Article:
Today I participated in my first, and hopefully not last, mud run. It is a run/obstacle course, Merrell Down and Dirty, sponsored by Subaru. The course consists of running through challenging terrain, including steep hills and unpaved woodland, successfully navigating military style obstacles and mud pools. You feel the burn and get muddy. I can’t think of a better way to spend a beautiful Sunday morning.
Sound like something you may want to try? I say go for it! Before you register for an upcoming Mud Run, let me share with you some of my impressions of the race.
- 1455 10K finishers and 3126 5K finishers for the 2011 Mud Run. That is a heck of a lot of racers for year 2 of the Philly Mud Run.
- The running bits of the course were challenging, beginning with an uphill start. I was running strong and navigating quite well through the unpaved wilderness sections of the run. With any sport, there is a level of danger and the mud run is not exception. As I was completing the wilderness section, a little over 2 miles into the course, I rolled my ankle. After bounding over an obstacle, I met up with a medic to assess the damage to my ankle. He gave me an icepack, wrapped it around my ankle and advised me to walk. I felt no pain while standing or walking so off I walked for a mile then cautiously picked up to a slow job on a downhill. The foot felt fine and I continued that way till the finish line. Rule #1 – SAFETY FIRST
- The obstacles varied in complexity but were easily surmounted. Volunteers and military personnel at every obstacle gave help if needed. Some of the volunteers acted like a Drill Sargent which really gave a motivational push to get your butt over, under or through the obstacle.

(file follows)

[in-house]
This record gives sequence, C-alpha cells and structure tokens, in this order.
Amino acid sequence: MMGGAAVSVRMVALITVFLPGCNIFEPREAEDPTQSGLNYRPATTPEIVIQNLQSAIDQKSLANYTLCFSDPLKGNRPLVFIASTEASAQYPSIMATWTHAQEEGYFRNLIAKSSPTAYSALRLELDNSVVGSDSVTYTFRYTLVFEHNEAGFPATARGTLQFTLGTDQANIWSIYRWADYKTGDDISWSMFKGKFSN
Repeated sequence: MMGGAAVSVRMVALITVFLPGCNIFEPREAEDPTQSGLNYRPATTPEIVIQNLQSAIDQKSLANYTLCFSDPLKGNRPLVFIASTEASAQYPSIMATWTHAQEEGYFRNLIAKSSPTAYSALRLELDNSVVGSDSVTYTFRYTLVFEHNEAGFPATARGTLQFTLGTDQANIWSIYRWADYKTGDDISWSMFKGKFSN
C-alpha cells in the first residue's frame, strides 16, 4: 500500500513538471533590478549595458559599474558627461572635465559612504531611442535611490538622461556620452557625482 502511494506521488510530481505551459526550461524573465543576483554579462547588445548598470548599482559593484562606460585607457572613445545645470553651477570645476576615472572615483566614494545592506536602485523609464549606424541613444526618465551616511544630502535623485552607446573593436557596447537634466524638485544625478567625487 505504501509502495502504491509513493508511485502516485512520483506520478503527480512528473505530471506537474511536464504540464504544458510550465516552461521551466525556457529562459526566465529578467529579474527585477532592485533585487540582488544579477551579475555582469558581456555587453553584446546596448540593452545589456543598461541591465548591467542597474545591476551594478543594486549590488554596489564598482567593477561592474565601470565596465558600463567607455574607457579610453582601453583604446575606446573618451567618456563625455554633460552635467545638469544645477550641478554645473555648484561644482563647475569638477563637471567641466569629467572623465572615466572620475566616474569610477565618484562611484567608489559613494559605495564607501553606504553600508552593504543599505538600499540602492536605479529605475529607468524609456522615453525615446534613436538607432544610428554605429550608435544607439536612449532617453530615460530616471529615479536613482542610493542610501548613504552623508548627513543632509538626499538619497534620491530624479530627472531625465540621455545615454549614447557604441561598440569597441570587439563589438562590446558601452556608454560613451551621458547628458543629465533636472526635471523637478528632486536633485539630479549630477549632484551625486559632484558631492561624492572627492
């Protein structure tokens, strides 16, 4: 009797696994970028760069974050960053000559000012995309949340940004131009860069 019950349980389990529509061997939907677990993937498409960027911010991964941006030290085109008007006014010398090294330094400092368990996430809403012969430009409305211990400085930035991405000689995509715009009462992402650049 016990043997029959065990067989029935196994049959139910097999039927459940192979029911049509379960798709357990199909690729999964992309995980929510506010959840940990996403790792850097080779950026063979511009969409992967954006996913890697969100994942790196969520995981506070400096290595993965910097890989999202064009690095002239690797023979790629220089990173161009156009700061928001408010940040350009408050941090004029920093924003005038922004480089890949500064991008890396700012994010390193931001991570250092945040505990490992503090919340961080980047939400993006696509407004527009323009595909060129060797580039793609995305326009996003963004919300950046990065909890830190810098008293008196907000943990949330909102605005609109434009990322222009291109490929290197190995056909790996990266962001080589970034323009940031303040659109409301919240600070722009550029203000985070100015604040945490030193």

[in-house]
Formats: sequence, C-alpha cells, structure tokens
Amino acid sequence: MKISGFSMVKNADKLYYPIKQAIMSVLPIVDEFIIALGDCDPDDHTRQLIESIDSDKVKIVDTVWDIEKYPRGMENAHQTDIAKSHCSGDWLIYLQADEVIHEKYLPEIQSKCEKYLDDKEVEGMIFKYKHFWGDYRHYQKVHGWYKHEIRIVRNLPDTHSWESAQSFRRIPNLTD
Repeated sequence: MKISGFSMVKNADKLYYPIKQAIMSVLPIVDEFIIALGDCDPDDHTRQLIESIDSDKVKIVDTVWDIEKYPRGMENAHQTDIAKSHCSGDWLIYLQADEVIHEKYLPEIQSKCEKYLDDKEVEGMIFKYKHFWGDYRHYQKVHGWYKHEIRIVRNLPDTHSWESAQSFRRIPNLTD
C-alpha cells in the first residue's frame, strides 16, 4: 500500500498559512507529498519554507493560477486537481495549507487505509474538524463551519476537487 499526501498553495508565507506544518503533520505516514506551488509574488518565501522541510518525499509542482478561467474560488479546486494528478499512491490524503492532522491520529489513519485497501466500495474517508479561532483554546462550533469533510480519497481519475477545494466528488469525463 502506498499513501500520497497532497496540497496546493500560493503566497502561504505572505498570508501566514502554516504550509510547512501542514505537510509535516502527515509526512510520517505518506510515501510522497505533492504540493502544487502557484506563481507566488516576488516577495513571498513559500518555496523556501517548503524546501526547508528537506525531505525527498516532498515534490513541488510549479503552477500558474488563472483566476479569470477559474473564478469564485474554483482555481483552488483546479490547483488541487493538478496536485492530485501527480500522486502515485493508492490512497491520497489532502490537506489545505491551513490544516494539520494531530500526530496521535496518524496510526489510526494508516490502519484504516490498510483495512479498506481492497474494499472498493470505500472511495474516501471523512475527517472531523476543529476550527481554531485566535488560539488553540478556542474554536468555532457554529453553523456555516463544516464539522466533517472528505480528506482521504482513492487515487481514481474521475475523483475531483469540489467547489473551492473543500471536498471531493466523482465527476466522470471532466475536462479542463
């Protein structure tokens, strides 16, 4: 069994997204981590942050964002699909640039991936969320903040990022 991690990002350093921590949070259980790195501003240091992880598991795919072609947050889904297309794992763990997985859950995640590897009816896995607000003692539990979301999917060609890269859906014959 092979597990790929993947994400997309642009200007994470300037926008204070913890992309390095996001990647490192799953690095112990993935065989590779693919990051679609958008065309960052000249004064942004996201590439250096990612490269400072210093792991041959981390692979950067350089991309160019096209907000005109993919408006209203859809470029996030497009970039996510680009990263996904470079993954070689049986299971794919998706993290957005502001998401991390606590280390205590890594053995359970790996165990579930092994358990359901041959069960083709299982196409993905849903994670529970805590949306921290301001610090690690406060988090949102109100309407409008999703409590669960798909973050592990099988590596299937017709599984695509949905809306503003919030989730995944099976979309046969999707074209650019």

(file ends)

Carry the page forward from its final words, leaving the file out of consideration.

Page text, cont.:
- Water stations were plentiful and scattered through the course. I strongly recommend leaving your water bottle at home and use the water stations to quench your thirst.
- Wear fitted clothing as this may prevent clothing from catching on obstacles. However, it will not prevent mud from oozing everywhere on your body. Leave your jewelry at home as well.
- Come to the race well hydrated and fueled as this course will challenge you (in a good way) so you want to make sure your body is ready to go.
- Make sure your D-tag is securely fastened. This tag electronically calculates your time from start to finish. I came across a D-tag on the path and thought how sad it would be to lose the tag in the middle of the race.
- The wave starts were well-organized, yet I still jump every time I hear a gun start.
- Mud Runs are far better with friends participating.
- If this is your first time running this course, take your time. There are many terrains and obstacles that you typically don’t meet in the course of your running. Don’t worry about time, just enjoy the course and use this run as a benchmark to beat for your next mud run.
- Communal showers post race with ice-cold water is better than you might imagine. The one thing I love about running diverse body types and the supportive nature of fellow runners. You don’t have to be a “10” to run, heck most runners don’t meet that inflated expectation. We all understand and respect the hard work it takes to stand at the starting line instead of laying on a couch.
- Don’t lose your meal ticket! Food always tastes better after a long run.
- To be clear, the official drink after any race is Gatorade mixed with water. However, runners on occasion do make exceptions – in moderation.
- As you complete the last mud puddle before approaching the finish line, don’t forget to plaster a big smile as you climb out of the mud. Finish line photos take less than a second to take, yet goof ball photo finishes last for eternity on the intertube. Just Don’t Do It.
- Don’t forget to take care of any wounds or sprains that occur during the run. You do want to live and run another day.
Overall, I thoroughly enjoyed my run today despite the setbacks and look forward to jumping in the mud next year. I hope to see you there as well 🙂